The Rome canonist, also agreeing with these comments from Father Murray, said he believed calling the assembly a Synod of Bishops was “highly misleading” and could be used to “hide grave doctrinal deviations, besides sending the wrong message on what a pope, bishops and laypeople can or cannot do.” But he added: “They can vote all they want, they won’t change the truth of the Church, but the threat to faith and to the eternal salvation of souls remains enormous, which calls for intense prayer and urgent atonement.”
To add to the concerns over the status of the meeting and the obscuring of episcopal and non-episcopal votes, the Synod Secretariat has said it will not give a breakdown of the voting to show how many bishop members and non-bishop members voted.
The delegates vote electronically and by using an iPad placed on their roundtable, through which they also take the floor. In order to use the iPad, they must enter their unique QR code when they arrive which registers their name and personal details. Despite sharing this information with the synod organizers, the Synod Secretariat has insisted that voting will be totally anonymous, although informed sources within the synod have said those in charge of the assembly will know exactly how each delegate voted.
As for voting on the crucial synthesis report, the Synod Secretariat has yet to reveal exactly how that will take place, but it confirmed on Wednesday that a vote will take place Saturday. Once passed, the 40-page document will form the lineamenta (guidelines) for the 2024 assembly.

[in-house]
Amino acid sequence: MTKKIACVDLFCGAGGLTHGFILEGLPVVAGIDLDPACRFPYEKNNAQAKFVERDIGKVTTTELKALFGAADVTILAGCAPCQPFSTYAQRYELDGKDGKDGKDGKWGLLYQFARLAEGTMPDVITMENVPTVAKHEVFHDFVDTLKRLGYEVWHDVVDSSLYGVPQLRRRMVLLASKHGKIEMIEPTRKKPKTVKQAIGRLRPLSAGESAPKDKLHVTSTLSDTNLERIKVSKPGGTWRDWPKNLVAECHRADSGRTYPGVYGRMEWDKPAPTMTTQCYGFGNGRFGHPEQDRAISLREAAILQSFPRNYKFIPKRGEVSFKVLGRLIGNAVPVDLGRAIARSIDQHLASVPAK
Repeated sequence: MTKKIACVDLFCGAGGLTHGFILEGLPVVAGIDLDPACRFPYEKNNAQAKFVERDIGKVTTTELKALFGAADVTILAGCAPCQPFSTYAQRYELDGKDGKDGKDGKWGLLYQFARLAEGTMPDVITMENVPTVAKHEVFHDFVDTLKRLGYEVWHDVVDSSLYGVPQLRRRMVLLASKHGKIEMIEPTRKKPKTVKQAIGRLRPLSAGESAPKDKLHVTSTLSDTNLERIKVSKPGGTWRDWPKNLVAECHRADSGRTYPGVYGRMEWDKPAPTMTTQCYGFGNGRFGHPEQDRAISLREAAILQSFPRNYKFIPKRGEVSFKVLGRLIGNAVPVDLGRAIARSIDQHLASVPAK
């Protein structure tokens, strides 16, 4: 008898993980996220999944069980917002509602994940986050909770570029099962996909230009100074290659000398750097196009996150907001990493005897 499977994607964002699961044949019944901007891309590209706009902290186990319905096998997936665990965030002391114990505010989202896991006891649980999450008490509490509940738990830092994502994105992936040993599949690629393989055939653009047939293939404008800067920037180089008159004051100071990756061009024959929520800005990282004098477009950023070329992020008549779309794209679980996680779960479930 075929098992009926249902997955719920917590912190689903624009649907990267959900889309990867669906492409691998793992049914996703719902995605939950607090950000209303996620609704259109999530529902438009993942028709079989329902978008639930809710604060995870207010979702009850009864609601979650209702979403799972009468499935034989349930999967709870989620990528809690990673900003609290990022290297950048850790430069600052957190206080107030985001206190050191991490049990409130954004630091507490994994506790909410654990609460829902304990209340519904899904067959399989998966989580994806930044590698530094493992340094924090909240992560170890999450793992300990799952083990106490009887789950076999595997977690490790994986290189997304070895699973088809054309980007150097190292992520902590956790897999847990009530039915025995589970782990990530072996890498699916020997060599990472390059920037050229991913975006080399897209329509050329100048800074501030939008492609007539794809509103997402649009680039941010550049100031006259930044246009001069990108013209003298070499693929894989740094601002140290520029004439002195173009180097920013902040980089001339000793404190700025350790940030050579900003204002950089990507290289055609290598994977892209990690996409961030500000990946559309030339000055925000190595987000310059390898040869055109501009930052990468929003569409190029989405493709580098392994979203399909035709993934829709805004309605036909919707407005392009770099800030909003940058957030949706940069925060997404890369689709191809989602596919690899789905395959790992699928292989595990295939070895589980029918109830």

Ever since Pope St. Paul VI established the Synod of Bishops in 1965, it has been a consultative body through which selected bishops could provide, in a collegial manner, advice to the Pope in a final document passed by ballot.
The Pope would then conclude the synod by writing, on the basis of a final document drawn up by bishops and synodal experts, a post-synodal apostolic exhortation.
Canon law makes it clear that the synod is to be made up mainly of bishops with a small number of superiors of male religious institutes who also have a vote (346 §1). This exception is based upon the close relationship between the episcopate and the priesthood, and upon the exercise of governing authority by religious superiors who are priests.
But overall, this has always been an episcopal gathering that promotes the common concern of all bishops to teach, govern and sanctify the People of God in the context of the contemporary world.